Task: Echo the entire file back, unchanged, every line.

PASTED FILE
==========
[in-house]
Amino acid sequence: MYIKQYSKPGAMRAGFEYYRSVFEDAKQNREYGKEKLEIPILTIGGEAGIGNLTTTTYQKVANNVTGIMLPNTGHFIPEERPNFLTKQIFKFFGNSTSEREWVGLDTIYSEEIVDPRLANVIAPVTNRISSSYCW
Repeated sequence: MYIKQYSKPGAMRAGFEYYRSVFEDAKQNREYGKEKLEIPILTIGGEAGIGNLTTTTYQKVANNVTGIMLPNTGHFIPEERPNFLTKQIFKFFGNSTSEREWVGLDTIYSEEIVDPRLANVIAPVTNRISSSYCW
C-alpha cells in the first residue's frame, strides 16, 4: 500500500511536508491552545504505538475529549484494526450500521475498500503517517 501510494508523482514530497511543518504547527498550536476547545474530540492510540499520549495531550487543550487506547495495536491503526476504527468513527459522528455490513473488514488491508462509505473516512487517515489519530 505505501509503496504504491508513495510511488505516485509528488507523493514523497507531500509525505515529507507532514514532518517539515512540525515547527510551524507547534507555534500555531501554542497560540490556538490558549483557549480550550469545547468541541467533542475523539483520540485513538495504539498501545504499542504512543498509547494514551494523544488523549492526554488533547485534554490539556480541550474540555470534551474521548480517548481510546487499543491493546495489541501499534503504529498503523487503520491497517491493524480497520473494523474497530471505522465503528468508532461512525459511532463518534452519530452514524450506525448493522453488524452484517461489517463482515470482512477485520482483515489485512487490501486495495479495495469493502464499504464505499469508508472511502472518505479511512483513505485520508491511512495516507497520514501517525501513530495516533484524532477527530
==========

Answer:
[in-house]
Amino acid sequence: MYIKQYSKPGAMRAGFEYYRSVFEDAKQNREYGKEKLEIPILTIGGEAGIGNLTTTTYQKVANNVTGIMLPNTGHFIPEERPNFLTKQIFKFFGNSTSEREWVGLDTIYSEEIVDPRLANVIAPVTNRISSSYCW
Repeated sequence: MYIKQYSKPGAMRAGFEYYRSVFEDAKQNREYGKEKLEIPILTIGGEAGIGNLTTTTYQKVANNVTGIMLPNTGHFIPEERPNFLTKQIFKFFGNSTSEREWVGLDTIYSEEIVDPRLANVIAPVTNRISSSYCW
C-alpha cells in the first residue's frame, strides 16, 4: 500500500511536508491552545504505538475529549484494526450500521475498500503517517 501510494508523482514530497511543518504547527498550536476547545474530540492510540499520549495531550487543550487506547495495536491503526476504527468513527459522528455490513473488514488491508462509505473516512487517515489519530 505505501509503496504504491508513495510511488505516485509528488507523493514523497507531500509525505515529507507532514514532518517539515512540525515547527510551524507547534507555534500555531501554542497560540490556538490558549483557549480550550469545547468541541467533542475523539483520540485513538495504539498501545504499542504512543498509547494514551494523544488523549492526554488533547485534554490539556480541550474540555470534551474521548480517548481510546487499543491493546495489541501499534503504529498503523487503520491497517491493524480497520473494523474497530471505522465503528468508532461512525459511532463518534452519530452514524450506525448493522453488524452484517461489517463482515470482512477485520482483515489485512487490501486495495479495495469493502464499504464505499469508508472511502472518505479511512483513505485520508491511512495516507497520514501517525501513530495516533484524532477527530